The Monkeypox Outbreak of 2003
I can’t believe I’m even typing the word Monkeypox. However, a CDC MMWR report, brought to my attention by @EWoodhouse7, was just too fascinating for me to ignore.
Given the pattern that we’ve been stuck in over the last two years, it is absolutely incredible to think that so far, according to the CDC, there’s just been a single case of monkeypox identified in the US.
Despite this, the media coverage of these cases persists and cable news/ social media seems to be enjoying the fruits of the conditioning we’ve all been subjected to for constant Covid-19 updates for 2+ years now.
Google Search Trends for term “Monkeypox” compared to “Covid-19”
“Numbers represent search interest relative to the highest point on the chart for the given region and time. A value of 100 is the peak popularity for the term. A value of 50 means that the term is half as popular. A score of 0 means there was not enough data for this term.”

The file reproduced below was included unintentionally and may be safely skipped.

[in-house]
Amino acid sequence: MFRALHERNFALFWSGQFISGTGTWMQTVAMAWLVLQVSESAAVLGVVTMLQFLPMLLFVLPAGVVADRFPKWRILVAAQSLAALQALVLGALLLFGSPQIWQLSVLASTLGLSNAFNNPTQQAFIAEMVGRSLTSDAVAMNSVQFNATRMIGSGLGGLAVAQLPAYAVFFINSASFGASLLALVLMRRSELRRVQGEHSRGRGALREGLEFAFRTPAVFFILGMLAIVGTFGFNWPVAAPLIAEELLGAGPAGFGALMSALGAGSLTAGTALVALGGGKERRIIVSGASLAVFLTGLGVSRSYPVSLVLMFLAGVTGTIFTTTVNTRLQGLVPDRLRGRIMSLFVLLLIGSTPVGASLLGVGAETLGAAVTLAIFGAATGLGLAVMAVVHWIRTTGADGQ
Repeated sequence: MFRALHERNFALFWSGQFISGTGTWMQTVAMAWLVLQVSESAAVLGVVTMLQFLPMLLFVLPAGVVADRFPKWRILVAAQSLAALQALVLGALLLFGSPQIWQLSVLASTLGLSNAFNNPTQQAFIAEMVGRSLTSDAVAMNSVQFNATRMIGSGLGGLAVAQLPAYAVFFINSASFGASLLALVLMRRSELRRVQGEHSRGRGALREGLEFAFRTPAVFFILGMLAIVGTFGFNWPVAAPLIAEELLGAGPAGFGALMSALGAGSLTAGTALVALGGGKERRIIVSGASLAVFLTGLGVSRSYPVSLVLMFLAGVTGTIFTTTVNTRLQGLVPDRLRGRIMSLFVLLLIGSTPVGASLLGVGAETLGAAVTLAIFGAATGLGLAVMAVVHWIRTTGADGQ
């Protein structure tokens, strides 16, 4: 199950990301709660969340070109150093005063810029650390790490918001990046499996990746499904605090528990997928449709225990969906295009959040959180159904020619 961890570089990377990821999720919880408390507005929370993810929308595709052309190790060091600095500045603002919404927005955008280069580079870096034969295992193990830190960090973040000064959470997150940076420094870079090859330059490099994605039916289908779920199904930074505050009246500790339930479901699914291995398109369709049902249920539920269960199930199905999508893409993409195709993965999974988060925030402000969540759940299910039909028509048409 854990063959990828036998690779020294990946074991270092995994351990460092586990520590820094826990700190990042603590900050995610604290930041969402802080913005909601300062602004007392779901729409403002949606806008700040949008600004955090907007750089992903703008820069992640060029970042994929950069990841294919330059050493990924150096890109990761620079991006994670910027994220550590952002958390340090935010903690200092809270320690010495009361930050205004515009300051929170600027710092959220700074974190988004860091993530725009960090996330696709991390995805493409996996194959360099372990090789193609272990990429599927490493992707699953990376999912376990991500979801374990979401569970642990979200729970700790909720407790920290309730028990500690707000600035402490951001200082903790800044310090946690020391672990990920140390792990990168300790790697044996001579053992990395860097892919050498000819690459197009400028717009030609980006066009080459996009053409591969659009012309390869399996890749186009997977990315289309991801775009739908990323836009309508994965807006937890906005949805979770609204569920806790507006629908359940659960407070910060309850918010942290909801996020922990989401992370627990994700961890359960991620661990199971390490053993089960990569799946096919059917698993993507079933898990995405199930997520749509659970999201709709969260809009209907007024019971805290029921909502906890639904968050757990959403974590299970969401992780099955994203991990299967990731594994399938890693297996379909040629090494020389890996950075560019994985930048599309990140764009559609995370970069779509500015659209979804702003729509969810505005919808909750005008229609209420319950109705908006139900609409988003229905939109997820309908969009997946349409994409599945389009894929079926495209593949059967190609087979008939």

So just exactly how rare, how unprecedented is this outbreak?
Does anyone remember the 71 cases in the Midwest, almost 20 years ago?
“As of July 8, 2003, a total of 71 cases of monkeypox have been reported to CDC from Wisconsin (39), Indiana (16), Illinois (12), Missouri (two), Kansas (one), and Ohio (one); these include 35 (49%) cases laboratory-confirmed at CDC and 36 (51%) suspect and probable cases under investigation by state and local health departments (Figure 1). Eleven cases were excluded from those reported previously because they met the exclusion criteria outlined in the updated national case definition, and one new case was added (1). The number of cases increased from May 15 through the week ending June 8 and declined subsequently; the date of onset for the last case was June 20. Of the 71 cases, 39 (55%) occurred among females; the median age was 28 years (range: 1–51 years). Age data were unavailable for one patient. Among 69 patients for whom data were available, 18 (26%) were hospitalized; some patients were hospitalized for isolation precautions only. Two patients, both children, had serious clinical illness (1—4); both of these patients have recovered. The majority of patients were exposed to prairie dogs. Some patients were exposed in premises where prairie dogs were kept, and others were exposed to persons with monkeypox. No patients have been confirmed to have had exposure to persons with monkeypox as their only possible exposure.”
Is this how every rare and exotic new pathogenic threat is going to be treated, now that we’ve got everyone’s attention for 2 years of social/political/economic upheaval?
Here is the tweet that brought this to my attention.
Republished from the author’s Substack